Sorry, this might be a bit lengthy.
I am working hard to accept my cystocele and rectocele and to follow all of Christine's bodywork, yoga, and posture recommendations. I actually have about a 45 minute routine that I practice every morning.
Just for a little background, I have felt a bulge, like a little water balloon at the back of my vagina, especially after exercising, for at least 4-5 years. It kind of freaked me out and I did some internet searching and thought perhaps I had some kind of pelvic prolapse. My GP dismissed my concern that something was not right in my vaginal area. I even asked her to examine me while I was standing and she told me my anatomy was 'normal'. That was several years ago, and yes, I understand that POP is actually normal, but she did not see any prolapse or acknowledge my concerns. So, last year I described my concerns and asked my gyno to check my pelvic floor for prolapse. She examined me and said that for a woman of my age (65), who has had multiple children, I was in great shape. I returned to her this year and asked again, and she saw a cystocele and a small rectocele. She told me that I could just forget they were there and go on about my life as usual. She reassured me that my insides would not fall out. She said surgery was not a good option, but she didn't make any other suggestions except to perhaps try estrace cream.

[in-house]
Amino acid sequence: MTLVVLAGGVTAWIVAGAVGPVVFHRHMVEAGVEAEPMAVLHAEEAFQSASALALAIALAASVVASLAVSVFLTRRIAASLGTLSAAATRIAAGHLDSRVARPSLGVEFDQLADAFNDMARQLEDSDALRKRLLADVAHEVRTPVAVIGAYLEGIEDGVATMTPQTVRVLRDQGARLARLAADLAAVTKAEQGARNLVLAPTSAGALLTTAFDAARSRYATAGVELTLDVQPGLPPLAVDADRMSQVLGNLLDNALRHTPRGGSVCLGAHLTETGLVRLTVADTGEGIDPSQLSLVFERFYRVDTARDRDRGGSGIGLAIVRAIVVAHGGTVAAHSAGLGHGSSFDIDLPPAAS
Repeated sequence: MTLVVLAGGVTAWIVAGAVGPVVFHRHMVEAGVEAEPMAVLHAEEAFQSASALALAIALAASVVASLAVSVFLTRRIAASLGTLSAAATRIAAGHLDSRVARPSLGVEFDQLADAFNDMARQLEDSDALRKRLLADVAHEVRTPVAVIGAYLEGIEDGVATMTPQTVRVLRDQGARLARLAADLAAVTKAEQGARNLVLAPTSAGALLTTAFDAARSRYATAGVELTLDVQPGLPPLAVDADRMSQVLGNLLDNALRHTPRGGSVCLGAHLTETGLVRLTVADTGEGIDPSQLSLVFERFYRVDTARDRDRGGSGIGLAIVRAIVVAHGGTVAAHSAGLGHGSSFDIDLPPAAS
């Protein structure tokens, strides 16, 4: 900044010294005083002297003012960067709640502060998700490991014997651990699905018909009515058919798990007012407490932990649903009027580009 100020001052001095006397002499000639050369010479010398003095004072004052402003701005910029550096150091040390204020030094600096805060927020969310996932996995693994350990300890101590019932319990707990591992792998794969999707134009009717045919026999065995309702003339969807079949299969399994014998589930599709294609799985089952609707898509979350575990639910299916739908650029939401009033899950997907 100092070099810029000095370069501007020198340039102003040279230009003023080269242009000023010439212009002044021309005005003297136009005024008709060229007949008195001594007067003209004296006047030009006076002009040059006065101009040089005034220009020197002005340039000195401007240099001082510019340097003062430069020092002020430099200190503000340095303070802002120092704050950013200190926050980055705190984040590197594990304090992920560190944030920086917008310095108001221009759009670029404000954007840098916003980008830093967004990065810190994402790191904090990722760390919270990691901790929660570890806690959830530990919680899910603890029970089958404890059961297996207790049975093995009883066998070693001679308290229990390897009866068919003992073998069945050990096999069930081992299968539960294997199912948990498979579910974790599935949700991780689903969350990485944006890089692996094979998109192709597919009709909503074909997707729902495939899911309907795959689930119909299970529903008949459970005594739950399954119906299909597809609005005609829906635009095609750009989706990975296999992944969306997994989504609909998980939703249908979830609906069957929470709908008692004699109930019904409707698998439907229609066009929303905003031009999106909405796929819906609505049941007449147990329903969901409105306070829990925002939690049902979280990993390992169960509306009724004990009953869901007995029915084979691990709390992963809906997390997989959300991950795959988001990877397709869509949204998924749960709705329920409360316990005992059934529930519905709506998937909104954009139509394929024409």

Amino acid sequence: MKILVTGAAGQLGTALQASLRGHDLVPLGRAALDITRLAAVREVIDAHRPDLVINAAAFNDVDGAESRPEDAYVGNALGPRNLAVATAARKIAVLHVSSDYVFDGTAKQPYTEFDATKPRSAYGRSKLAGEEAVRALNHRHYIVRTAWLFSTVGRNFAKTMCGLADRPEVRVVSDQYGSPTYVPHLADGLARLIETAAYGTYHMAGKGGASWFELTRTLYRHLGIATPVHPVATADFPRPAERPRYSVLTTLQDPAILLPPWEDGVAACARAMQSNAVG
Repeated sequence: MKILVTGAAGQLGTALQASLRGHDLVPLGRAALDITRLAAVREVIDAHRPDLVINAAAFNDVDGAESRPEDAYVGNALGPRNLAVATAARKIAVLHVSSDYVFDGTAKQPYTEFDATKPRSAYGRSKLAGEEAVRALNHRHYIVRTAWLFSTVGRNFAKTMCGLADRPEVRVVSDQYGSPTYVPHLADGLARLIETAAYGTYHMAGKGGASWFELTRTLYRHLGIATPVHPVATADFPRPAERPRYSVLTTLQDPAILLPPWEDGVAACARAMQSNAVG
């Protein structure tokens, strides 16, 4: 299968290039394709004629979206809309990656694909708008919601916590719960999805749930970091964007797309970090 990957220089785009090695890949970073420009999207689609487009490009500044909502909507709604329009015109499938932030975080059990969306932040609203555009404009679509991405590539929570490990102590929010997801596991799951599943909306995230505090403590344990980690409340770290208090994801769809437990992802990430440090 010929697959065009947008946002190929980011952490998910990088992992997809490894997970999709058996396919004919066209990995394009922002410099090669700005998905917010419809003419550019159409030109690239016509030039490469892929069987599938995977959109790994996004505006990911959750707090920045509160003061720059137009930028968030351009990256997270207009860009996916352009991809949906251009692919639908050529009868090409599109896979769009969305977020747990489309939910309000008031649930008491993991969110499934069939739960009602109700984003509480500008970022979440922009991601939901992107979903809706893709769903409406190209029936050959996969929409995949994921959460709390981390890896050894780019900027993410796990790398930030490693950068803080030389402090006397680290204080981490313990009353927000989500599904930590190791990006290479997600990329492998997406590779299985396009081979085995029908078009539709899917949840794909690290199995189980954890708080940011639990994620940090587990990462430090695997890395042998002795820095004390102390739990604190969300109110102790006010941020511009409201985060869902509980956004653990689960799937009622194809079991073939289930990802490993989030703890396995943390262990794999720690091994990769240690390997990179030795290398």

I also talked with her about a recurrent condition I have had of intense burning in my bladder, frequent urination, and vaginal pain. I had, of course, gone to my GP about this issue, but I never tested positive for a UTI and was never given any suggestions for relief. My gyno suggested that I might have Intersititial Cystitis.
I did some research, read the recently published book, The Interstitial Cystitis Solution by Nicole Cozean, and began working with a physical therapist who specializes in pelvic floor dysfuntion. She does both internal and external therapy; her exercise recommendations are exactly like Christine's yoga DVDs, and all my IC symptoms have cleared up after only 6 weeks of therapy (6 visits). She does talk about Kegels, but I gave her a copy of Christine's article. She's very interested to learn and open to what I've learned in my research. In my humble opinion, I think POP and IC are related.
So, that was a long intro to get to my question. My POPs are still with me and especially bulgy when I exercise. It doesn't matter which exercise: elliptical, walking, hiking-they all cause my little water balloon to protrude into the back of my vagina and I feel like I'm sitting on an egg. They are very noticeable and uncomfortable when I'm walking or standing up for long periods of time. For the past six weeks I have limited my exercise to my 45-minute 'POP routine' (Christine's yoga and barre routines and stretching), but I know that aerobic exercise of some sort is hugely important for my overall health. I used to get in a least 2-3 miles a day.